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Ex-Im Bank levels the playing field, supports job growth, and helps reduce the national debt

By Congressman Simpson

Idaho’s economy, both urban and rural, is inextricably tied to our ability to export the products and commodities we produce.  Whether it be by our high tech industry, which is the largest Idaho export to the world, or our agricultural products, which help support thousands of jobs. 

I strongly believe that Idaho’s farmers and businesses can compete and win on a level playing field and this is where the Export-Import (Ex-Im) Bank plays an important role.  The Ex-Im Bank is the official export credit agency of the U.S., with a mission to finance and promote exports of U.S. manufactured goods and services.  More than 80% of trade worldwide requires financing, and most countries that we trade with have established export credit agencies, which often support their companies much more generously than the Bank has ever done.  China alone has provided its exporters with at least $670 billion in export financing over the last two years.  To put that in context, the Ex-Im Bank has provided about $590 billion in financing since its inception—81 years ago. 

Why would we want to put American companies at a disadvantage against their Chinese competitors?  That is exactly what we have done since July 1st, when the charter of the Ex-Im bank expired.  Since then, the U.S. has not been able to finance exports, leaving American companies to lose out on business to other countries.  With 95% of the world’s consumers living outside the U.S., now is not the time to surrender this important job growing tool.

According to the Nuclear Energy Institute, U.S. nuclear energy suppliers compete against international rivals that are supported by their governments, and the availability of export credit agency support is almost always a bidding requirement for nuclear power plant tenders.  Numerous American businesses have said that allowing the Ex-Im Bank to expire would be tantamount to unilateral trade disarmament, conceding billions of dollars in orders to other nations that maintain their own export credit agencies.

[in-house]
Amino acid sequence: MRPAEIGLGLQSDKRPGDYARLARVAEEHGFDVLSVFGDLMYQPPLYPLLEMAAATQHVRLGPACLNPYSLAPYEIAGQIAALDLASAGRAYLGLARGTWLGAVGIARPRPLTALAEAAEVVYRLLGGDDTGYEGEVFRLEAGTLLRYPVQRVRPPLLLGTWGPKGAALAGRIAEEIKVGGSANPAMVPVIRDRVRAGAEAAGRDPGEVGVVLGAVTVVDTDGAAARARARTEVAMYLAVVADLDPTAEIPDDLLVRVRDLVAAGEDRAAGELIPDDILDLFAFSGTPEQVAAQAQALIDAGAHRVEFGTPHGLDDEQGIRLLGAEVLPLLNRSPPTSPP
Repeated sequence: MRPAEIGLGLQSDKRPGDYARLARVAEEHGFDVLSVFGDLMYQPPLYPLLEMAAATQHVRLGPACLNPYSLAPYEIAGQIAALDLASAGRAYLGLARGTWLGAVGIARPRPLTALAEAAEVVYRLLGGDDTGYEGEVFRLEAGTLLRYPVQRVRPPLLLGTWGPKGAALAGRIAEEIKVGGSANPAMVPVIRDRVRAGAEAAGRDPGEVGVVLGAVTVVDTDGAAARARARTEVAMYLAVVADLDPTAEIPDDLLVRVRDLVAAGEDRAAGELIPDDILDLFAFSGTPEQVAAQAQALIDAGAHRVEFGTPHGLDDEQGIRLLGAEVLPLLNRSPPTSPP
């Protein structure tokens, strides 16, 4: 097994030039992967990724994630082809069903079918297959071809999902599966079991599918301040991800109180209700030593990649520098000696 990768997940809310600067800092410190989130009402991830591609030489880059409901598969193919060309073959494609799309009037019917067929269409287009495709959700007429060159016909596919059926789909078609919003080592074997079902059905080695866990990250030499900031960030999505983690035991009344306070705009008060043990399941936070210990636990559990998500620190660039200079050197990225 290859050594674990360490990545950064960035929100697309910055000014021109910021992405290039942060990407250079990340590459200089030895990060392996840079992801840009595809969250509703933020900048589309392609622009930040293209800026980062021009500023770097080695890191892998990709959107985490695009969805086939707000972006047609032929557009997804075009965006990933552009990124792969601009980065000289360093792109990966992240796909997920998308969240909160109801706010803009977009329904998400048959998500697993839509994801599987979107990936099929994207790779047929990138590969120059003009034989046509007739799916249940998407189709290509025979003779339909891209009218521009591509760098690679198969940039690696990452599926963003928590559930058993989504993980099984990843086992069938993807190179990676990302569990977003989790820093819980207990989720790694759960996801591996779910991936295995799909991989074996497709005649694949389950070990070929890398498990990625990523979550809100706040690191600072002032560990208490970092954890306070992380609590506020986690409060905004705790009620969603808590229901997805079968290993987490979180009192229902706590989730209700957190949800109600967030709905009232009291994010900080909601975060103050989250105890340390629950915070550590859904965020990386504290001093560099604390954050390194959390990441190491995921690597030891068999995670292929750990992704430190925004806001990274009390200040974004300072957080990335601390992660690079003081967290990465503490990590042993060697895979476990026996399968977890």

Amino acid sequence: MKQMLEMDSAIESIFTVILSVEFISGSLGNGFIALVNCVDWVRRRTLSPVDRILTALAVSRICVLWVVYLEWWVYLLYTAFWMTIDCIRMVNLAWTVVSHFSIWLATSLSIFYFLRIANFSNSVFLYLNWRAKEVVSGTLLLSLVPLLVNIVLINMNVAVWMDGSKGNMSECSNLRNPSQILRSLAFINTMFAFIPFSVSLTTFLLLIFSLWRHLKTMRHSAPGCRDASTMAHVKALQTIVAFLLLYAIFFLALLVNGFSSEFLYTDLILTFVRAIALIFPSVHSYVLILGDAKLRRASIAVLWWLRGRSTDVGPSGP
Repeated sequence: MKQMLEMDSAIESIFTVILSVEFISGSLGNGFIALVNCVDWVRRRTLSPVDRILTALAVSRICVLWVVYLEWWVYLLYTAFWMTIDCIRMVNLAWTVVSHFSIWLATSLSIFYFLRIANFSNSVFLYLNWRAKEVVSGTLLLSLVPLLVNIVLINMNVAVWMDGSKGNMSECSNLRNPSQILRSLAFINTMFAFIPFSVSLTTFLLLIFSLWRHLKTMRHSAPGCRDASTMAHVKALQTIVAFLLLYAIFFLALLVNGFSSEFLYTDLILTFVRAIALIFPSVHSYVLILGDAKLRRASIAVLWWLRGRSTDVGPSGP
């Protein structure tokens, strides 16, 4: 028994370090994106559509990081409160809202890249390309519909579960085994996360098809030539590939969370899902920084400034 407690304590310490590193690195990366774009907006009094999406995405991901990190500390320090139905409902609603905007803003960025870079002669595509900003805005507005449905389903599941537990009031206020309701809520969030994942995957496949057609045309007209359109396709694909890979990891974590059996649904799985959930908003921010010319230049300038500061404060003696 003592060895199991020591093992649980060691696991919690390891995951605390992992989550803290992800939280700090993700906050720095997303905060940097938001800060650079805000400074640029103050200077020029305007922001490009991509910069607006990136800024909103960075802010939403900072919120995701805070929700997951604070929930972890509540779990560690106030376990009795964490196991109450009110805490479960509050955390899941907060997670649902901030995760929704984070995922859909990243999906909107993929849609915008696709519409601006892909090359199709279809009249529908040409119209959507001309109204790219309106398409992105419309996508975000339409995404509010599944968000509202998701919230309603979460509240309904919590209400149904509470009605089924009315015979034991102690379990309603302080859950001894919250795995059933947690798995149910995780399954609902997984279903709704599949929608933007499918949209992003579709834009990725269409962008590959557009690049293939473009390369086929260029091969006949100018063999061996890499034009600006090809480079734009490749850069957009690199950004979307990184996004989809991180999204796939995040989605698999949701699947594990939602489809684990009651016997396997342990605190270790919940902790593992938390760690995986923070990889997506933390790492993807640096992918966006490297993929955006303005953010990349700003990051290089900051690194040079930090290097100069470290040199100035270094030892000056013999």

For 70 years, the Ex-Im Bank has been reauthorized without issue.  In fact, since I have been in Congress the Bank has been brought up for reauthorization 25 times and has passed with overwhelming support, including mine, each time.  However, many are now arguing that the Bank serves as “corporate welfare.” They claim it puts taxpayers at risk, and only benefits big businesses. 

This cannot be further from the truth.  Last year, fees and interest collected by the Bank brought in a total $675 million to the U.S. Treasury.  The Bank itself has credit assessment procedures that are more rigorous than commercial banks and, as of March 2015, a historical default rate of below 1%.

Large companies do use the Ex-Im Bank to finance exports and make up 40% of the Bank’s balance sheet.  However, 90% of the service products provided by the Ex-Im Bank are made to support small businesses.  From 2009-2014, the Bank has supported $169 million in exports from Idaho, with 71% of support going to small businesses. 

The economic growth of our state depends on the ability of our high tech and manufacturing sectors to ship their products globally, and I will not support threatening the competitiveness of these American companies by dismantling the Ex-Im Bank.  Not only does the Bank level the playing field, but it also supports job growth, capital investment and helps reduce the national debt.  It is a win-win for Idaho.